Decision to Back America’s Advanced Technology Battery Industry Means A Lot for the Auto Industry

The New York Times Magazine recently ran a long feature about the Obama administration’s decision to back America’s advanced technology battery industry with $2.5 billion in stimulus funding. The move is largely tied to job creation but it’s also a boon to the auto industry, which needs lithium-ion batteries for its current class of electric cars, and really needs them for its future class, given the country’s rising fuel-efficiency standards. But the piece also elicited a few interesting and intense responses from the urban planning and transportation community.

The New York Times Magazine recently ran a long feature about the Obama administration’s decision to back America’s advanced technology battery industry with $2.5 billion in stimulus funding. The move is largely tied to job creation but it’s also a boon to the auto industry, which kind of needs lithium-ion batteries for its current class of electric cars, and really needs them for its future class, given the country’s rising fuel-efficiency standards:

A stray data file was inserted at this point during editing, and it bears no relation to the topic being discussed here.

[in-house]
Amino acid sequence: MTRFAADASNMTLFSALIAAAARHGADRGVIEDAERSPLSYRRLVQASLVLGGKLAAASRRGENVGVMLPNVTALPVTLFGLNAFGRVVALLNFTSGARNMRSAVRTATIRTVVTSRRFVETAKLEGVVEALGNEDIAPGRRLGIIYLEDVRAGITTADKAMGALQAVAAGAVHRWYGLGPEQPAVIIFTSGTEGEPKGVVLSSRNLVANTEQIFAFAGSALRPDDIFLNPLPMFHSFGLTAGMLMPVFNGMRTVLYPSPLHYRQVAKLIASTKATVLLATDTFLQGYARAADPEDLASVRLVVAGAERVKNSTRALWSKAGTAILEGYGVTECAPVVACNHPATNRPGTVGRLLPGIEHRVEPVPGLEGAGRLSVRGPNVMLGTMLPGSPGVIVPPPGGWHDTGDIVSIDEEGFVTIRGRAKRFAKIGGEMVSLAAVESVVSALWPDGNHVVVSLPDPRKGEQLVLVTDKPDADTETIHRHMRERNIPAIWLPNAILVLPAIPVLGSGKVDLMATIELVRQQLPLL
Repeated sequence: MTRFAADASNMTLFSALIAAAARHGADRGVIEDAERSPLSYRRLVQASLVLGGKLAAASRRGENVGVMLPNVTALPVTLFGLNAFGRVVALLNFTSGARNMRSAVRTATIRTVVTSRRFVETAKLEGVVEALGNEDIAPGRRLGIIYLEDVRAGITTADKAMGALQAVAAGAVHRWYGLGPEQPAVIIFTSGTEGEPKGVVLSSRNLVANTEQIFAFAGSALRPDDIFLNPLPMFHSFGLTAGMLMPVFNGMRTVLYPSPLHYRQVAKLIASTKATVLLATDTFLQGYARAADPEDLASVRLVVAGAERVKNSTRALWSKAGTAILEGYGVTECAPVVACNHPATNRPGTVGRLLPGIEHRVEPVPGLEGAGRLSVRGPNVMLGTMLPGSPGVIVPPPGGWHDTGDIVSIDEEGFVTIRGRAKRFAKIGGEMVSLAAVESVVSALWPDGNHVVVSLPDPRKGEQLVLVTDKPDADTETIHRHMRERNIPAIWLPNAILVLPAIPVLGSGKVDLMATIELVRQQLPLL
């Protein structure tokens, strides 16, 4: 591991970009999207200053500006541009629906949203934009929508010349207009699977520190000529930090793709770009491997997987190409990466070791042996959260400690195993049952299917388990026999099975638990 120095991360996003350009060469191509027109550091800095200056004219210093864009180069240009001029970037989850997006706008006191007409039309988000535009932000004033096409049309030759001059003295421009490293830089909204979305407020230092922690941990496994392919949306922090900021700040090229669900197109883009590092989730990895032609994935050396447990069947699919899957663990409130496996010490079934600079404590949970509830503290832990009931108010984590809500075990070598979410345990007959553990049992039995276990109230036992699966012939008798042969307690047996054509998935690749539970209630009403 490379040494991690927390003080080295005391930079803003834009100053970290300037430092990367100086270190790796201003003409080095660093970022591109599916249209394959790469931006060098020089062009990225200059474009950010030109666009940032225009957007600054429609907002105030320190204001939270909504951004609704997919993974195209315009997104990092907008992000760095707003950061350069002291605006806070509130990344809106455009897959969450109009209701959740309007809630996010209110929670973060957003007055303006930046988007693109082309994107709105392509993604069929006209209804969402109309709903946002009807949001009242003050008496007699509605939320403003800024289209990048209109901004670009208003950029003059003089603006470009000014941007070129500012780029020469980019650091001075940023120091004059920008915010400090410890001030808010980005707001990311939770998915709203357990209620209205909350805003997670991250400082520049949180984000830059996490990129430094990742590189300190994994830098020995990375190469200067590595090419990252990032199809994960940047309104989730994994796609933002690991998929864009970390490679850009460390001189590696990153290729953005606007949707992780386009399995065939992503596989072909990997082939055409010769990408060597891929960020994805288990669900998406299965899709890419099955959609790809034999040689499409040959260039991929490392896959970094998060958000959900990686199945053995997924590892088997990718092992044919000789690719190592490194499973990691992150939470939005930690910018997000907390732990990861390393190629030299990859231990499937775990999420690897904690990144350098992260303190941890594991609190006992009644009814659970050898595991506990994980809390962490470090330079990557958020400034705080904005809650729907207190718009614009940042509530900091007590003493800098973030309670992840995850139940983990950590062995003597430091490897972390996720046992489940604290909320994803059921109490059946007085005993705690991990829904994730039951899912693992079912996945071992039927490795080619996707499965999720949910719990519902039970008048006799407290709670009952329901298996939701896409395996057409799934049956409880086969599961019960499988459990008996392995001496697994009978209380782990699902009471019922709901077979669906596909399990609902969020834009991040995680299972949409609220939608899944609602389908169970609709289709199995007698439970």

Still, the global automobile market is so large that even modest gains in market share could spark tremendous growth for battery-makers. “If you look at the year 2016, and you say, ‘Only 5 percent of the market is electrified?’ Well, that’s a $14 billion market for lithium-ion batteries,” [Jason] Forcier [head of an automotive division] says. “To hit 5 percent is a huge number of vehicles. And the business around making lithium-ion batteries for 5 percent of the world’s cars is a huge, huge business.” …

“It was a calculated risk — a lot of money, to be sure, but given the stakes, I think it was a pretty thoughtful bet,” says Ron Bloom, who recently served as an assistant to President Obama for manufacturing policy. “If vehicle electrification really does take off, as many, many people think it will, and we’re not part of it, then we could lose our leadership of the global automobile industry.” Which would be catastrophic. By some estimates, as much as 20 percent of all manufacturing jobs are directly or indirectly related to the automobile industry.

To learn more about the new battery and its effects on job creation and urban planning, check out the most recent post on Infrastructurist: http://www.infrastructurist.com/2011/09/02/is-a-car-battery-subsidy-just-a-sprawl-subsidy/

More on Electric Vehicles From The Green Living Guy

 

  • Build Your Own Electric Vehicle by Bob Brant and Seth Leitman
  • Build Your Own Plug-in Hybrid Electric Vehicleby Seth Leitman
  • Build Your Own Electric Motorcycle by Carl Vogel

 

 

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